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Can atheists succeed in 12 Step?

June 2, 2014
by Brian Duffy, LMHC, LADC-I
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Alcoholics Anonymous (AA) is not the only way to get or stay sober. Many people are able to stop harmful behaviors on their own, or with assistance from a therapist, a church, a friend, a change in lifestyle, etc. For many, willpower suffices to do the job.

But many others require a program with structure, an environment where recovery can begin, and a platform with which to sustain recovery in the years to come. 12-Step recovery often constitutes that platform at detoxes, rehabs, residential programs and outpatient centers.

This article will address how we, as addiction professionals, can help atheistic or agnostic clients who find themselves in such 12-Step programs. We’ll explore ways to help our AA-resistant clients to maximize the benefit of their exposure to 12-Step messages.

(This article is not about secular recovery programs, some of which include AA Agnostica, SMART Recovery, Secular Organizations for Sobriety/Save Our Selves, Rational Recovery, LifeRing, Quad A, and AA Agnostics. Volumes have been written about atheistic, agnostic and humanistic programs of recovery, and I encourage every addiction professional to become aware of those programs. This article presumes that our atheistic client is, for whatever reason, involved in a 12-Step program.)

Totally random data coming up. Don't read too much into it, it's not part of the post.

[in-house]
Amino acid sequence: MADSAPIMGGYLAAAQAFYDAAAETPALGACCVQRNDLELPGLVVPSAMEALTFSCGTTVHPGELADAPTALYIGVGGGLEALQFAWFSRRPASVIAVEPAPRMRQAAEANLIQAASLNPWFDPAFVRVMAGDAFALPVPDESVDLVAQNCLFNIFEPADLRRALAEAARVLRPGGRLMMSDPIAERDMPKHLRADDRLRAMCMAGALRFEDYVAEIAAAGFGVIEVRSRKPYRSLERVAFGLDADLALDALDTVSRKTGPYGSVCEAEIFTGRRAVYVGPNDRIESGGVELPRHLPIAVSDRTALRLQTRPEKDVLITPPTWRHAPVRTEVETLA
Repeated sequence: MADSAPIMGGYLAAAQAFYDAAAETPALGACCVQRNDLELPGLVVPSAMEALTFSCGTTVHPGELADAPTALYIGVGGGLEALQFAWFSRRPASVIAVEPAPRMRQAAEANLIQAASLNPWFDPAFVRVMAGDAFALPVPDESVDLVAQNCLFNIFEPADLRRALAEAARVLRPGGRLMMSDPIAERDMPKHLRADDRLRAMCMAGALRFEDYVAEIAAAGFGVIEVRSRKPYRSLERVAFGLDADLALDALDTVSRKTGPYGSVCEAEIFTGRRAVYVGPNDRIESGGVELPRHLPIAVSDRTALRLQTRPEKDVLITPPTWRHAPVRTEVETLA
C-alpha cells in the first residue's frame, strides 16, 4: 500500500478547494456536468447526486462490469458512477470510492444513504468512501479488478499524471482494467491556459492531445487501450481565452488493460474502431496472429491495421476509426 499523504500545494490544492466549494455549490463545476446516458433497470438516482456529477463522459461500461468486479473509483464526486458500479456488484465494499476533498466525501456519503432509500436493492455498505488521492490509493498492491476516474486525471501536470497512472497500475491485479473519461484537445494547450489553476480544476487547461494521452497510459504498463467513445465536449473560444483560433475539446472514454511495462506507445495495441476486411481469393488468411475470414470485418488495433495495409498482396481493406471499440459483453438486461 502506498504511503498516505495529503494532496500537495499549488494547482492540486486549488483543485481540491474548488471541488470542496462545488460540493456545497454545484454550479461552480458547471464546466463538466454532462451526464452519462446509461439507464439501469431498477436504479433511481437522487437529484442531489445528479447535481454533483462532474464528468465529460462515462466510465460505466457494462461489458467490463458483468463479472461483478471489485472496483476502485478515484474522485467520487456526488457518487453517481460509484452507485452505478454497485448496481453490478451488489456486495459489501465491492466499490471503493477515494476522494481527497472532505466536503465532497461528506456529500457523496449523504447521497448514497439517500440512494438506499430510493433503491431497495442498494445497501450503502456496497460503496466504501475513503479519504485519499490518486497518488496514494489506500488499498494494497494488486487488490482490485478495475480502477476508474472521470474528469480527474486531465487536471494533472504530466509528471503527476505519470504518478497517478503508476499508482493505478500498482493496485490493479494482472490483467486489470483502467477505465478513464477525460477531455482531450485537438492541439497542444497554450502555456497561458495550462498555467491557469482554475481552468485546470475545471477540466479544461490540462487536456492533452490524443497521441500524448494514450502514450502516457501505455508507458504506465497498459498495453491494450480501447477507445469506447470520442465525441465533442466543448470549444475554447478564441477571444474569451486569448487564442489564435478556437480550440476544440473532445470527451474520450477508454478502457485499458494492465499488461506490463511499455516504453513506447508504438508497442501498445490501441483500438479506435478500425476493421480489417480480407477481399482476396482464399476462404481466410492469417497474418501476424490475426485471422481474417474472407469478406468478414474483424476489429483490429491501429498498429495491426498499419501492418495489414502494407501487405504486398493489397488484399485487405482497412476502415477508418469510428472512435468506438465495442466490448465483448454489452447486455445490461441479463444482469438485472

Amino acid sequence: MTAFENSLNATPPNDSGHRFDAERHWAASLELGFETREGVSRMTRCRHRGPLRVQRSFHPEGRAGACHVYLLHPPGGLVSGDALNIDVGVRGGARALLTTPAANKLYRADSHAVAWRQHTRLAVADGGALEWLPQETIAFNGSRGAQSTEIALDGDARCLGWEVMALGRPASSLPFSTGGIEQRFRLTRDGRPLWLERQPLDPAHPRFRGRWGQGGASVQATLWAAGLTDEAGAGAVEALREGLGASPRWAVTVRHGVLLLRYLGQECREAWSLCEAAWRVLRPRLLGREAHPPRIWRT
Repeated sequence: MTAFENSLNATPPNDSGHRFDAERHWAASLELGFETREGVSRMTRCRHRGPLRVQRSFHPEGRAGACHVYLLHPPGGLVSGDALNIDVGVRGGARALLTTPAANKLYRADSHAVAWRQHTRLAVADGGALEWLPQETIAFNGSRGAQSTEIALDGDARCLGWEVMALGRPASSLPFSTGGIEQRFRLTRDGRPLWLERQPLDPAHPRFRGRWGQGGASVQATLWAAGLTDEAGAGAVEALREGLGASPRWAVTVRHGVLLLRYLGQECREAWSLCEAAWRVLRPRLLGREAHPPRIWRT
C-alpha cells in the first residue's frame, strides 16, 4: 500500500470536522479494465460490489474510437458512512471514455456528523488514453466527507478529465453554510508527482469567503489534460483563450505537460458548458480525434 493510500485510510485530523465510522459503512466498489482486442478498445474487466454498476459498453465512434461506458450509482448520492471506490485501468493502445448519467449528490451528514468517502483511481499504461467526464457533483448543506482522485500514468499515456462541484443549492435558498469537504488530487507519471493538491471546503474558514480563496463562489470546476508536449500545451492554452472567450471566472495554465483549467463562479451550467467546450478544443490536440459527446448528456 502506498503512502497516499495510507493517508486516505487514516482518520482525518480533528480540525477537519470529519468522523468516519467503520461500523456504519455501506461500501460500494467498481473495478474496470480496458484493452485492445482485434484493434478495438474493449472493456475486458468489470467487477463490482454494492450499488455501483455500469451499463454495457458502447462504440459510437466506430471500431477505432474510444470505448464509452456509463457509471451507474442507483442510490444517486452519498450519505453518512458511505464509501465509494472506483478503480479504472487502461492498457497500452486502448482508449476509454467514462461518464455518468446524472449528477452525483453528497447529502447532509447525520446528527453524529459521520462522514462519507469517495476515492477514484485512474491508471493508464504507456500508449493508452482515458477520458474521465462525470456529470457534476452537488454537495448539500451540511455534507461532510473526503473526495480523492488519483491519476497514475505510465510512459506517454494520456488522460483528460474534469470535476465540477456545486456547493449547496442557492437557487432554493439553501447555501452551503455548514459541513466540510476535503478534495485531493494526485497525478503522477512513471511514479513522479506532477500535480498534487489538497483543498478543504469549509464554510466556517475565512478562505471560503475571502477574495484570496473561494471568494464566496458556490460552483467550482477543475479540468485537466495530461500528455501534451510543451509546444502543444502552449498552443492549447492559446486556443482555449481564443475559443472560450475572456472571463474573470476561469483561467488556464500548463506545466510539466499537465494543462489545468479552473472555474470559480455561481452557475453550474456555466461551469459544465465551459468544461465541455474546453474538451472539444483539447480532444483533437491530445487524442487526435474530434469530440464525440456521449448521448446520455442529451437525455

Assessing motivation

Job #1 is to validate our client’s concerns, his resistance to “the God thing,” his fear that AA is a cult, his anxiety about being a hypocrite—being dishonest within a program that is based on honesty. At the same time, we must assess this client’s motivation to get and stay clean and sober. If he is in the precontemplation stage of change, he may simply claim to be an atheist in order to resist any and all messages of recovery.

If our client is motivated to get well and is sincere about his atheism, we must recognize and respect his opinions—even if they’re not in harmony with AA—and we must find ways to keep our client engaged, open to new ideas, and willing to challenge his assumptions and/or behavior.